I asked my pair on my first day here at Pivotal.
That’s on purpose. A user story is a promise to have a conversation. When we start a story, we’ll have a discussion with the client to fill in the details.
Ok. So we’ll just ping them on Skype or something?
No. They’re sitting at the desk right over there.
The Onsite Customer
In XP, the onsite customer is a domain expert that is part of the development team. Their responsibility is to answer questions, resolve disputes, and set small-scale priorities .
In past projects, contacting a client involved emails, IMs, or phone calls. My stories needed detailed descriptions. Description-less stories risked building the wrong thing. So I labeled them “blocked”, and project velocity suffered.
Benefits of having an Onsite Customer
In my current project, having an onsite customer has made a huge impact.
Eliminating story descriptions has simplified iteration planning meetings. Just write down a short title and move on. Discuss the details later.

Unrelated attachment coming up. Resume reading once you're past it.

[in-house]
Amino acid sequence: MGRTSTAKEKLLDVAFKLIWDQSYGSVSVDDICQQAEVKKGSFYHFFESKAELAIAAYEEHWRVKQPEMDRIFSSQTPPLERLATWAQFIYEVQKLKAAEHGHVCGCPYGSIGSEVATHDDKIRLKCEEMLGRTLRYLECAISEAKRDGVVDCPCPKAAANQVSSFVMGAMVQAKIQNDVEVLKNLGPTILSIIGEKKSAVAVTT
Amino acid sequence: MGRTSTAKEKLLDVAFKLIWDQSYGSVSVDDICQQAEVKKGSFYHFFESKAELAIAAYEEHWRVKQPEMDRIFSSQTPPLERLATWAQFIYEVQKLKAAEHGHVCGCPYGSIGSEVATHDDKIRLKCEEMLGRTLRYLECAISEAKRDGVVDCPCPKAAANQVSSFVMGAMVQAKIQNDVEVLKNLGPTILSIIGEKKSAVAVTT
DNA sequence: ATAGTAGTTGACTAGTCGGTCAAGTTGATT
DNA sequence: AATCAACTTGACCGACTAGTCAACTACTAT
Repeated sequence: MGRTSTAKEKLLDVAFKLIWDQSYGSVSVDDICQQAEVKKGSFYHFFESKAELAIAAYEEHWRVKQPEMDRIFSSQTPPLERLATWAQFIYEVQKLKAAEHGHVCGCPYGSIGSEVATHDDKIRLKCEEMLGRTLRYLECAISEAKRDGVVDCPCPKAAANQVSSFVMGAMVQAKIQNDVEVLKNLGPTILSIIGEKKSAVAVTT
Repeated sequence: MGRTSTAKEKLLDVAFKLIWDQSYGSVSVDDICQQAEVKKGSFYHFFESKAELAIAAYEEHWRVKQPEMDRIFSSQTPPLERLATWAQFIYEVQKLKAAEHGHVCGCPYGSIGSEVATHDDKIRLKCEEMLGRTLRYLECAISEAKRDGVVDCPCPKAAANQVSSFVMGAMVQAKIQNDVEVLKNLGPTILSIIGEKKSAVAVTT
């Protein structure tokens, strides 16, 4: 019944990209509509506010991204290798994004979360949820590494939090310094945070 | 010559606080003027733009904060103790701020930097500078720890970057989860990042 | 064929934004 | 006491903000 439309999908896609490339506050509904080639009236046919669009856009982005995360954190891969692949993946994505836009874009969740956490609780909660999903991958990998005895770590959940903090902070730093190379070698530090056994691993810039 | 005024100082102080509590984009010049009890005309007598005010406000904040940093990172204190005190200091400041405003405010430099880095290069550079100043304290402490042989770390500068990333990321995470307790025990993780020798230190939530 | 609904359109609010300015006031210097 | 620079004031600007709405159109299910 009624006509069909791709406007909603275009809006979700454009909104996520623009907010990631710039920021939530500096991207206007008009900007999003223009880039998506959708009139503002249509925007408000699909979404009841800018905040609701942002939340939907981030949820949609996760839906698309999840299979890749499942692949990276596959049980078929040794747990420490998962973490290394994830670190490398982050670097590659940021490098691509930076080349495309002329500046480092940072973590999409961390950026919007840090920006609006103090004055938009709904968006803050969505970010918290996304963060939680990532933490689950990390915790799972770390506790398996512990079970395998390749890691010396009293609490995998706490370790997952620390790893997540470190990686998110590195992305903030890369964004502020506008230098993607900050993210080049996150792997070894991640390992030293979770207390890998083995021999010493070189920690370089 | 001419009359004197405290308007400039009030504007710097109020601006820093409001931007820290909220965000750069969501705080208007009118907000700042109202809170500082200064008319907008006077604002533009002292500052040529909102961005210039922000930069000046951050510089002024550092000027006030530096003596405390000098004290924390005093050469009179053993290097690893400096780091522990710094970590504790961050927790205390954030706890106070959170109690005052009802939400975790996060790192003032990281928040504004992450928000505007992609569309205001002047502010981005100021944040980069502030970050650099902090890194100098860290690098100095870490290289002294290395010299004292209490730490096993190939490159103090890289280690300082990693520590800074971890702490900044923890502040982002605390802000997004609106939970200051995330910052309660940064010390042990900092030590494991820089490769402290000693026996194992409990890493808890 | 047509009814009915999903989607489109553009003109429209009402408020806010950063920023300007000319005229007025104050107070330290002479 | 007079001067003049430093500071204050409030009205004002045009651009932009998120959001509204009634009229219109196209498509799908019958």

Constant client communication has helped avoid misunderstandings. Not once has a pair built the wrong thing. Developer time isn’t wasted.
Delivered stories rarely go untested for longer than an hour. A quicker turnaround has shortened system feedback time.
Get Serious About Succeeding
An onsite customer was one XP practice that was missing from my past projects. What client would be willing to give up one of their full-time employees? After four weeks of working on a team with an onsite customer, to me, the answer is clear: a client that wants their product to succeed.
 Kent Beck, Extreme Programming Explained: Embrace Change (Addison-Wesley Professional, 2000), 60.
About the Author
BiographyMore Content by Jared Carroll